Lest We Forget: When Quetta’s Hazaras Were Massacred In Cold Blood
Today marks the seventh anniversary of the deadly Quetta bombings that killed close to 150 people, most of them from the minority Shia sect.
On 10th January 2013, three bombings were witnessed in Balochistan’s capital of Quetta, with residents describing the scenes of the bombings as ‘hell on earth’. All three attacks took place in the city’s area that is dominated by the Shia Hazara community. The Hazara community has frequently been at the receiving end of violence not only from Sunni sectarian groups, but also from Islamist terror groups like the Tehreek-e-Taliban Pakistan.
On that day, all three bombings targeted areas in Quetta dominated by Hazaras. The first attack took place in the morning near a public plaza, killing 12 people. The attack, according to BBC, was claimed by a Baloch separatist group, the United Baloch Army, and was reportedly targeted at Frontier Corps personnel.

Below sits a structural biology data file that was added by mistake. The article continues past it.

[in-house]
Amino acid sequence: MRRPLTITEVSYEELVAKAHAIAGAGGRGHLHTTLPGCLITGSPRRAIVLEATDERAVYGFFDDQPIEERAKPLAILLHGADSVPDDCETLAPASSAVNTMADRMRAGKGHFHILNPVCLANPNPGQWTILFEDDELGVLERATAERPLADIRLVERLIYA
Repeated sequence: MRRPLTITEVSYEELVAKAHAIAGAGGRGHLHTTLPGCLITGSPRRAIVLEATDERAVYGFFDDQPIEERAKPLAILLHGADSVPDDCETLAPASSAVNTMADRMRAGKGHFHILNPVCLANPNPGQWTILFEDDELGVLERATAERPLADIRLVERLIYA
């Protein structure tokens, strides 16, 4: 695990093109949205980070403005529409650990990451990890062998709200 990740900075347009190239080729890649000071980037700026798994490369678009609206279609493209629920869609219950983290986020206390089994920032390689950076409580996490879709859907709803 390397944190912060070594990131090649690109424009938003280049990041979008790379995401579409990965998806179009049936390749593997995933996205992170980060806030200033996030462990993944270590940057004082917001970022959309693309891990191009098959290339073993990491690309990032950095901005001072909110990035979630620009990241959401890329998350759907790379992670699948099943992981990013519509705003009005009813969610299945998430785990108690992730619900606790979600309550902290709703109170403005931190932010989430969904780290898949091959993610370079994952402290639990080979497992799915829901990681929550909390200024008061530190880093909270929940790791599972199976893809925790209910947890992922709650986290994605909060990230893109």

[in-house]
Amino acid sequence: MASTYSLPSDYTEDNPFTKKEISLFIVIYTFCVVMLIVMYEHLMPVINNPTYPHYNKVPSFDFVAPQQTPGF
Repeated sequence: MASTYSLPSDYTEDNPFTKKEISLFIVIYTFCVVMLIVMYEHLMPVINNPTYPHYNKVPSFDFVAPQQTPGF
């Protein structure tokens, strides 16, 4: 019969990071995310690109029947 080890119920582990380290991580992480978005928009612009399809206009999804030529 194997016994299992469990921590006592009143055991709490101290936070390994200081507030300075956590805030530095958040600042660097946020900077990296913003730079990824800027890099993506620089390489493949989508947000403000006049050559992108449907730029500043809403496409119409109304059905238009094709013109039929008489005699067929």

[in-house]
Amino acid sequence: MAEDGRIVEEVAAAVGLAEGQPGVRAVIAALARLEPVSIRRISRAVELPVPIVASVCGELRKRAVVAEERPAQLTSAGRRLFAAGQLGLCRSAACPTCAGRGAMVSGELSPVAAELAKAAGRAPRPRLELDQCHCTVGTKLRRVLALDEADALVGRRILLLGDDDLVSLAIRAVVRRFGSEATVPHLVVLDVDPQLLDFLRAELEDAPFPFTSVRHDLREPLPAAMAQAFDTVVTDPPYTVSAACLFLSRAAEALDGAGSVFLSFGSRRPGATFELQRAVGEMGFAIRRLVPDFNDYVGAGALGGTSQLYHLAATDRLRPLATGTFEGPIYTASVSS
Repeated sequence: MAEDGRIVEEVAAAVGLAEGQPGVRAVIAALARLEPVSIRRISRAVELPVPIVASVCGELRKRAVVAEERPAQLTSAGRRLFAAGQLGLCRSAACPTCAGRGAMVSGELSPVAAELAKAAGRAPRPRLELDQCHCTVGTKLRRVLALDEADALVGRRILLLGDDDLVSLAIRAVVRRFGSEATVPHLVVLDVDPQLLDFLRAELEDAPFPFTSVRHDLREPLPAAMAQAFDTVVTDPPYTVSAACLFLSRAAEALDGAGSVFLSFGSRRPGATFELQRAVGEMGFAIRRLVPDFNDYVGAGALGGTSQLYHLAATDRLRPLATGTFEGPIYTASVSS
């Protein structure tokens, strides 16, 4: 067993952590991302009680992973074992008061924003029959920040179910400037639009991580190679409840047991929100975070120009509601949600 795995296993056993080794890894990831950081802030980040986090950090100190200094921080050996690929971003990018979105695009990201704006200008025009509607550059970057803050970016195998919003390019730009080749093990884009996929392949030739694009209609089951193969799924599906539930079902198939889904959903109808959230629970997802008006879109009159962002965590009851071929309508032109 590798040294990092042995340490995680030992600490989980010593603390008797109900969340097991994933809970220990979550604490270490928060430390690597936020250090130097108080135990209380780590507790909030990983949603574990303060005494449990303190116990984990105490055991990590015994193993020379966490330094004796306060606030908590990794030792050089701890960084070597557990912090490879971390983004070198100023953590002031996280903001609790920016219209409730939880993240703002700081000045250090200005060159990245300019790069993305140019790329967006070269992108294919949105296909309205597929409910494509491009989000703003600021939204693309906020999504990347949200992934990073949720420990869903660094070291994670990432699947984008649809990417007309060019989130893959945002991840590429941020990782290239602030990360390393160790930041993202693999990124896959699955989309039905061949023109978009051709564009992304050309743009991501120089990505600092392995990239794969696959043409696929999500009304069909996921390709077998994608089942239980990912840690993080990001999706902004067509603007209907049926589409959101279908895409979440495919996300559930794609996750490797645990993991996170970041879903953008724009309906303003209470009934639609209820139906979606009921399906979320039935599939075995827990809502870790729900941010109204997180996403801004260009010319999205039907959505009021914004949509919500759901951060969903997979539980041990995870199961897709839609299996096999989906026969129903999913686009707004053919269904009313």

The deadliest attack of the day was on Alamdar Road in the evening, when two bombs went of in close succession. A suicide bomber blew himself up inside a snooker hall, which was followed ten minutes later by a car bombing outside the building. Around 130 people were killed in the bombings, which were later claimed by Lashkar-e-Jhangvi.
The bombings triggered strong protests by the Hazara community, who refused to bury their dead until ample security was provided to their community, operations against Sunni militant groups were carried out, and the provincial government was dismissed.
Three days later, the then prime minister Raja Pervez Ashraf met with the protesters and agreed to implement one of their demands, that of dismissal of the government. He also agreed to put a governor in charge of the province. A day later, Balochistan chief minister Aslam Raisani and his cabinet were removed from their posts, and control of the province was handed over to governor Zulfiqar Ali Magsi.
The Shia community ended their three-day long, which had been held under freezing temperatures. The government was changed, but to this day, no one has received punishment for the heinous attacks on the Hazara community.